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Friday, April 29, 2016

News and Updates

It's been a busy few weeks, and as I sit here in my desk at 7 o'clock on a Friday, I just wanted to take a moment to make a few announcements.

First, effective today, Franklyn Z. Aronson, Esq., who has been Of Counsel to our firm, is retiring. Frank, thank you for all your advice these last few years and I wish you all the best in retirement... although I know we will see you around the office quite a bit!

Second, I wish to welcome Jessica J. Sauer, Esq. as an associate to our firm.  She will be joining us in the estate planning department and also assisting on guardianship matters.

Third, Pierson W. Backes, Esq. will be officially joining our firm as Of Counsel in the estate litigation department.  As many of you know, Pierce and I have worked closely together for years, mostly with me working as Of Counsel to his firm with respect to estate planning matters.  Lately, we have had more and more contested probate matters and trust litigation cases, and I am confident he will be able to assist our clients in these matters.

Fourth, I wish to thank my wife, Asako, for all of her hard work over the past few months in getting our new website, www.Wills-Trusts.net, up and running.  Please let me know what you think and if there are any suggestions you might have.

Monday, April 4, 2016

New Jersey Enacts Uniform Trust Code into Law

While this may not sound like big news, it is actually very exciting that New Jersey has finally enacted the Uniform Trust Code (UTC) into law.  The new law will go into effect on July 17, 2016.  When it does, New Jersey will join Pennsylvania, Florida and a majority of other states in adopting most of the provisions of the UTC.

What does this mean for you though?  For the most part, if you have have a trust and have ever said to yourself, "The trustees and beneficiaries all agree this is outdated and certain provisions should be modified", this law is for you!

The best part about the UTC is that it makes it easier to modify a trust without going to court to have it amended.  There are obviously certain limitations, but simple things are much easier including:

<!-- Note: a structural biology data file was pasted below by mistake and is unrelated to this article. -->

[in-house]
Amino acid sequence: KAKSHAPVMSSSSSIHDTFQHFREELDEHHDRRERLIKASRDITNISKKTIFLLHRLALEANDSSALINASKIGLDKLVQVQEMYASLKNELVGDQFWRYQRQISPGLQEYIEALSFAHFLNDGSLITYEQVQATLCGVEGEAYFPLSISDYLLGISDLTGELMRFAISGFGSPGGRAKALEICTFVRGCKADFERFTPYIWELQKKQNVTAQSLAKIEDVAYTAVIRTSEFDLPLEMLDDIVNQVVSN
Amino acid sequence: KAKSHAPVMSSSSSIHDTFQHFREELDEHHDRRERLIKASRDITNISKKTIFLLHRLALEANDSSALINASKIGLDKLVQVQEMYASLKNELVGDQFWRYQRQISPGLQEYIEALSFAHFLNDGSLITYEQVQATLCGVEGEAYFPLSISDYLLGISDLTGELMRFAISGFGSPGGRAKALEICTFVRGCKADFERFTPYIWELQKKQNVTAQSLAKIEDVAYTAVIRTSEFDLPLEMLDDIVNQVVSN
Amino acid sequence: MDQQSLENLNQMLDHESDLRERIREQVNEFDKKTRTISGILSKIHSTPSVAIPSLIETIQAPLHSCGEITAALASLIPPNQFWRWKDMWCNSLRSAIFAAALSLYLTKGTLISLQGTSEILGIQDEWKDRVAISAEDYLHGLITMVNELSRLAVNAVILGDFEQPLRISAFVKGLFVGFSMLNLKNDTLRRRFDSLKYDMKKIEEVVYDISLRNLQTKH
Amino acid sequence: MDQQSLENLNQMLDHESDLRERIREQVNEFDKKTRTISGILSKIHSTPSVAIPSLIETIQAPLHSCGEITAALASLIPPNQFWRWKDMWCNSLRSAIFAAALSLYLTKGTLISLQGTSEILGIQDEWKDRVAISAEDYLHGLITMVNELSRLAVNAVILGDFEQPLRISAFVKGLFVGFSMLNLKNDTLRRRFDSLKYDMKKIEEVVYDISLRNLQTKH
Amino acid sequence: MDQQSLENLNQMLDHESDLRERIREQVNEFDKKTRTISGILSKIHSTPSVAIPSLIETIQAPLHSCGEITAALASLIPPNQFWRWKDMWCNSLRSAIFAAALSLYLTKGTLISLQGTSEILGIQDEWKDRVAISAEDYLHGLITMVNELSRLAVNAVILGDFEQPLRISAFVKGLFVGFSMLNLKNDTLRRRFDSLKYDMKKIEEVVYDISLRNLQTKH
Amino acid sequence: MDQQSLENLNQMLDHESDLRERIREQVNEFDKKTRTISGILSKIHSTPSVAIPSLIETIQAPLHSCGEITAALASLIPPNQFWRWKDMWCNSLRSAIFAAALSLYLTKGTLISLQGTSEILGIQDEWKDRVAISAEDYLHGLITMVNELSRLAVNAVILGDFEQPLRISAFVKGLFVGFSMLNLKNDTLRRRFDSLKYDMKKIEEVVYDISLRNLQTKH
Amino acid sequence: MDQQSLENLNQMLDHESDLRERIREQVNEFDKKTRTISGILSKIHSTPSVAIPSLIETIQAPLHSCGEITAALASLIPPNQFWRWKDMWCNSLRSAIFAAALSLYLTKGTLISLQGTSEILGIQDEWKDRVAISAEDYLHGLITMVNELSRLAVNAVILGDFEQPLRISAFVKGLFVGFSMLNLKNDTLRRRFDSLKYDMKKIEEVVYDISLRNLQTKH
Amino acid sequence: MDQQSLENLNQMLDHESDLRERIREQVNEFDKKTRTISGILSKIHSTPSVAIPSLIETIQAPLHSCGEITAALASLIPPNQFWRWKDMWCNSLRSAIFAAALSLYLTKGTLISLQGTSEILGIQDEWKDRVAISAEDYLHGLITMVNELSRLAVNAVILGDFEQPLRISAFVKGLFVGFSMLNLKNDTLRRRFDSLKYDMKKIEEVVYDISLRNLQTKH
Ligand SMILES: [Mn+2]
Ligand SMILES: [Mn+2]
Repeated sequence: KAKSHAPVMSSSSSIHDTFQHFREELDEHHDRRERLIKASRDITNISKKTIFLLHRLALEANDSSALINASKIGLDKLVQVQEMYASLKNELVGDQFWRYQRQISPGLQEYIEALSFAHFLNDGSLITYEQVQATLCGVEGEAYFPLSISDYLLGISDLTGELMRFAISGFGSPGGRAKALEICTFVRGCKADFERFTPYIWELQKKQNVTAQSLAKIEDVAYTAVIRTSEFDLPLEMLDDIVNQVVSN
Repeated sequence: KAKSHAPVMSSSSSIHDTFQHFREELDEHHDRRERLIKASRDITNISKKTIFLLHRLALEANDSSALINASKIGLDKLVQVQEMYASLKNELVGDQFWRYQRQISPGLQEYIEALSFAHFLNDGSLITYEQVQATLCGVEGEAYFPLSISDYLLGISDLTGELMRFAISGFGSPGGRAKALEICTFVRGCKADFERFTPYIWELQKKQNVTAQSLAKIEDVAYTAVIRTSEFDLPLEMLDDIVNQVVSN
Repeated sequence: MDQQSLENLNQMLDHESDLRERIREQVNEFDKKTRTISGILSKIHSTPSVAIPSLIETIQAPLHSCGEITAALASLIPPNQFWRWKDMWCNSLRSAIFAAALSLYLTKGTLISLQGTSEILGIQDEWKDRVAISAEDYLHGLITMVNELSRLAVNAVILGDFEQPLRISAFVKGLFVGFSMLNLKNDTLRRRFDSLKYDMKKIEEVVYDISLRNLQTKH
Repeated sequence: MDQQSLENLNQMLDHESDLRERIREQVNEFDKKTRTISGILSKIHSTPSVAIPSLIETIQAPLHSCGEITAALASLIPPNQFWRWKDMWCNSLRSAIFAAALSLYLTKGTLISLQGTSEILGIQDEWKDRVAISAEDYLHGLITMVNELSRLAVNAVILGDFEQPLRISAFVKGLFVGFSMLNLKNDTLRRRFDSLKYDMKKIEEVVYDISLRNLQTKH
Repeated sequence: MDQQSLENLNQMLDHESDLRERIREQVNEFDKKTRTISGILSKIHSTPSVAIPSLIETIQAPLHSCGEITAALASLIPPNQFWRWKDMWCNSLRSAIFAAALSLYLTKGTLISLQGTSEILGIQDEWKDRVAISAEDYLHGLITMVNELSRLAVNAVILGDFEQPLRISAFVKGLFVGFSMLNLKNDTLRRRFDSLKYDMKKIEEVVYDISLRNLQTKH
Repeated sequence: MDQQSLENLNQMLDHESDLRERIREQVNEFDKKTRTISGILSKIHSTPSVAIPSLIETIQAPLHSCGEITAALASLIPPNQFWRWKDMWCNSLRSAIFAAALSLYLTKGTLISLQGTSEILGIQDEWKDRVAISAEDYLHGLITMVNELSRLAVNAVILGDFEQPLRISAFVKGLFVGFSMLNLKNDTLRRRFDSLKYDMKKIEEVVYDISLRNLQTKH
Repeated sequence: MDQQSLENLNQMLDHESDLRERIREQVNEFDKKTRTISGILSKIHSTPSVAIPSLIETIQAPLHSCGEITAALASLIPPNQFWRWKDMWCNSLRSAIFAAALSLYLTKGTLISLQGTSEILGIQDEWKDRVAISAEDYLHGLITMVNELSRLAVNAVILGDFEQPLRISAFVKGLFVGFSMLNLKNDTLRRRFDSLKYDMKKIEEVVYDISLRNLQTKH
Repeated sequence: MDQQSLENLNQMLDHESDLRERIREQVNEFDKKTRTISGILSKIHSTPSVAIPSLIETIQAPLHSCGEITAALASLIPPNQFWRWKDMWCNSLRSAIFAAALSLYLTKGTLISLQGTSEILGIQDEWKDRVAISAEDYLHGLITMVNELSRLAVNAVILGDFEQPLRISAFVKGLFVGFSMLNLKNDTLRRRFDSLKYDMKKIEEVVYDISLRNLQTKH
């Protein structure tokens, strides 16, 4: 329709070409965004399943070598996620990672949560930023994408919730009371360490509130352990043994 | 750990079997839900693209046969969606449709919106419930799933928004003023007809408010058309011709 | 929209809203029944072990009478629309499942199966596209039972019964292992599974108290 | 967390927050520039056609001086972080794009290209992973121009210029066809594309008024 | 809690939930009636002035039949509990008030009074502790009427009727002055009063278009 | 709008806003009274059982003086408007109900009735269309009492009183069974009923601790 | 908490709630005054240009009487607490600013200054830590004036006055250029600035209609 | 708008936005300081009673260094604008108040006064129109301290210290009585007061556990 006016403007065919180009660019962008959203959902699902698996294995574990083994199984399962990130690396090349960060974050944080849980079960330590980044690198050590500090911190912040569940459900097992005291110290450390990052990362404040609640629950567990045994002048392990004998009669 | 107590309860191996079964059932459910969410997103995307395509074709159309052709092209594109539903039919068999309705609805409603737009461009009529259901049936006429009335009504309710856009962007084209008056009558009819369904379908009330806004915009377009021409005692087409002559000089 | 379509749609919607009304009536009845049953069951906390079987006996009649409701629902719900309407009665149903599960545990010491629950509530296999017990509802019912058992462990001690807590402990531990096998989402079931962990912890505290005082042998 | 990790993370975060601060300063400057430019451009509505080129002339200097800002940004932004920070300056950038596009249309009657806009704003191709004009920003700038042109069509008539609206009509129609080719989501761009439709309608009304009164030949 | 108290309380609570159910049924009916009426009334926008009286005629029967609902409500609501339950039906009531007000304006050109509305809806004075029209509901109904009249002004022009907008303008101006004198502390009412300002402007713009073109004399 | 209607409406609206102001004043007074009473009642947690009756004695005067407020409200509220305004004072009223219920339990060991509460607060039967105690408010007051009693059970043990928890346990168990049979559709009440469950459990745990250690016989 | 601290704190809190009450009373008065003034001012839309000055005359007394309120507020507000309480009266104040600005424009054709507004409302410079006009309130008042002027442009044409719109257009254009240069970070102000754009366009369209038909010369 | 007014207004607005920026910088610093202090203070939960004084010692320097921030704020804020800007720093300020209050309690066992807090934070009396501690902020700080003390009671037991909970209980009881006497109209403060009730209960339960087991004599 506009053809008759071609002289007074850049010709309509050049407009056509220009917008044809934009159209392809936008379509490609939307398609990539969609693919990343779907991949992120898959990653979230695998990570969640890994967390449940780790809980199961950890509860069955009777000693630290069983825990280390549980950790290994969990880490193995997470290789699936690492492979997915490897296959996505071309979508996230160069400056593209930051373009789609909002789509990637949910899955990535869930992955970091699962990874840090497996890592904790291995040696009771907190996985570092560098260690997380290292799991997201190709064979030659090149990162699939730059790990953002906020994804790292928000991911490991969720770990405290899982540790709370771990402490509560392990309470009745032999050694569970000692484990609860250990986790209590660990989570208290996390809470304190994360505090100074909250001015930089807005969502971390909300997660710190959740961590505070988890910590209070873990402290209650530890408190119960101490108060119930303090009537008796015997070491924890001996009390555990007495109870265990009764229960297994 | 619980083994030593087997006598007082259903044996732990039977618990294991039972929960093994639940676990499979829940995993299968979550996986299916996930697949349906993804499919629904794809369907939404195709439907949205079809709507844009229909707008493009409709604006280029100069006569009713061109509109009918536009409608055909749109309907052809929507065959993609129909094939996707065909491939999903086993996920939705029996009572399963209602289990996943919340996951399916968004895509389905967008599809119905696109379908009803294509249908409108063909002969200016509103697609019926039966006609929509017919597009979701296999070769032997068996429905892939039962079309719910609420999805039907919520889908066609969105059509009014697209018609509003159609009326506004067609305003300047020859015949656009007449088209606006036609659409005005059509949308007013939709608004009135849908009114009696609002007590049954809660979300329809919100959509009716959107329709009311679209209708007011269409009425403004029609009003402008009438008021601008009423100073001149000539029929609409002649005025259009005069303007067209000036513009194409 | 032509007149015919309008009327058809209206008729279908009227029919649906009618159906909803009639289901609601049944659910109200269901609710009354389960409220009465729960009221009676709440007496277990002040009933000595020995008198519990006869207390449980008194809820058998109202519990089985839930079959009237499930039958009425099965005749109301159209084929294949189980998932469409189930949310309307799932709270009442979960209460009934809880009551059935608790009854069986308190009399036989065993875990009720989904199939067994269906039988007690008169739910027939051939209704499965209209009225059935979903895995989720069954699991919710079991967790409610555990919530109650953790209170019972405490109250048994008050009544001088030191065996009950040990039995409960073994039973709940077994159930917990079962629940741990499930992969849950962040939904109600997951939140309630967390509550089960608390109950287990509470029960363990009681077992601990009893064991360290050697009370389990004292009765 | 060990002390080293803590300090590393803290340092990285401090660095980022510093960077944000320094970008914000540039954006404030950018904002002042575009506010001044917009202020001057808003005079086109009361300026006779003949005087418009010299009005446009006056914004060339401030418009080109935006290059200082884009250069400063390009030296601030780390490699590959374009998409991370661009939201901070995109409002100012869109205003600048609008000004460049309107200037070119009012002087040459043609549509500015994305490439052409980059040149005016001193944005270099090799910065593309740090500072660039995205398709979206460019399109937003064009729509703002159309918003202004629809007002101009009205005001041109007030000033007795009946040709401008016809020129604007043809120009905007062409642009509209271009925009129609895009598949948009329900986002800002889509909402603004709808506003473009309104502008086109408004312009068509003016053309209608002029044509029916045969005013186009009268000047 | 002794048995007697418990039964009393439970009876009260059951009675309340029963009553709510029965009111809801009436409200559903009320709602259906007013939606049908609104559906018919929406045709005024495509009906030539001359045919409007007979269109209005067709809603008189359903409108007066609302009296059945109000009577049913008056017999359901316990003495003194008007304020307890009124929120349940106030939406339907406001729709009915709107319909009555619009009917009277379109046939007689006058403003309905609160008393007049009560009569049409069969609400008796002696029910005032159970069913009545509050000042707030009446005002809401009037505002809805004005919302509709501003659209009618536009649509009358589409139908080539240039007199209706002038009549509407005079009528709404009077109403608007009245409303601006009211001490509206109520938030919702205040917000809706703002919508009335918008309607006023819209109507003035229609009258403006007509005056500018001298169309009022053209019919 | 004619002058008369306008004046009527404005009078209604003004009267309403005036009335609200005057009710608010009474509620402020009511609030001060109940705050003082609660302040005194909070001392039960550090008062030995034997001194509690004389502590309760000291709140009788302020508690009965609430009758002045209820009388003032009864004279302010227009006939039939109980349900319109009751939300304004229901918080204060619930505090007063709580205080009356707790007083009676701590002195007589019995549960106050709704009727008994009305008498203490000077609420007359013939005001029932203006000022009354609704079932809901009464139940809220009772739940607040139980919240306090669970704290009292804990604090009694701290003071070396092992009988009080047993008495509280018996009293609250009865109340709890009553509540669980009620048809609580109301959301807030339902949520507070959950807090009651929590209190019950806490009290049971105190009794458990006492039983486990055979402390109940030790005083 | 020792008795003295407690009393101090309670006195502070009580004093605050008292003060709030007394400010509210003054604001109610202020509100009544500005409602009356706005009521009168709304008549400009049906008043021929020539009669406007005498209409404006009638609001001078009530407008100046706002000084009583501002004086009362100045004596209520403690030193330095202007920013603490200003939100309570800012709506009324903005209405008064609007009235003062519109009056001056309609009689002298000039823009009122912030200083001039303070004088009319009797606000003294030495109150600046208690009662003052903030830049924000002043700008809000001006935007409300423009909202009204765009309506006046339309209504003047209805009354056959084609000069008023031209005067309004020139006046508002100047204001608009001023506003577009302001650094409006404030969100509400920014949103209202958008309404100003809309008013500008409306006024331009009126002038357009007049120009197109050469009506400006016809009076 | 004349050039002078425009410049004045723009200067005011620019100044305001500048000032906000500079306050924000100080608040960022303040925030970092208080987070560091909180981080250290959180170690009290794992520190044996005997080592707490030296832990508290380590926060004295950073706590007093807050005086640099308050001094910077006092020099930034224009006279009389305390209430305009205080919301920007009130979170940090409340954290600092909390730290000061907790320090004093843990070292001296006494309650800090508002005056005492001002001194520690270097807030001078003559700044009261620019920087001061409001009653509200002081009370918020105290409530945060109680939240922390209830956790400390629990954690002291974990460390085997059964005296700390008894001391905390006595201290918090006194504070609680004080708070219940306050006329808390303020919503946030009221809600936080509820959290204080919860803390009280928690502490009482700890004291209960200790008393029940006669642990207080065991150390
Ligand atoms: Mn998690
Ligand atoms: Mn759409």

1)  like moving the trust from one jurisdiction to another;
2)  interpreting confusing terms of a trust;
3)  approving the resignation of a trustee;
4)  appointing a new trustee
5)  granting or removing a trustee power; 
6)  determining trustee compensation; 
7)  approving an accounting; 
8)  terminating a trust (if not inconsistent with terms of trust); 
9)  reforming mistakes; and
10)  allowing a parent to bind minor children and unborn children if there is no conflict of interest.

Some other interesting provisions in the new law include:
1)  Even if a trust says that a beneficiary is not to be told about a trust, the Trustee must respond to the requests of certain beneficiaries and give them a copy of the trust document and other information related to the administration of the trust.
2)  It clarifies some of the terms of trusts for animals/pets.
3)  It clarifies the time-frame for a person to contest the validity of a trust.
4)  It clarifies to what extent and how a trustee can rely on financial advisers.

The new law, while effective starting on July 17, 2016, will apply to all trusts, whenever created.  This does not necessarily mean if you have a trust that you need to amend it.  However, some people may want to amend the trusts as soon as possible if:
1)  You really want to restrict your heirs from having the ability to modify the trust; or
2)  You have a split interest charitable trust based in New Jersey (although it is unclear if the charity or the Attorney General of NJ will consent to this); or
3)  You know that the trust document has a mistake and you'd rather try to convince the people alive now to fix it than wait for the next generation.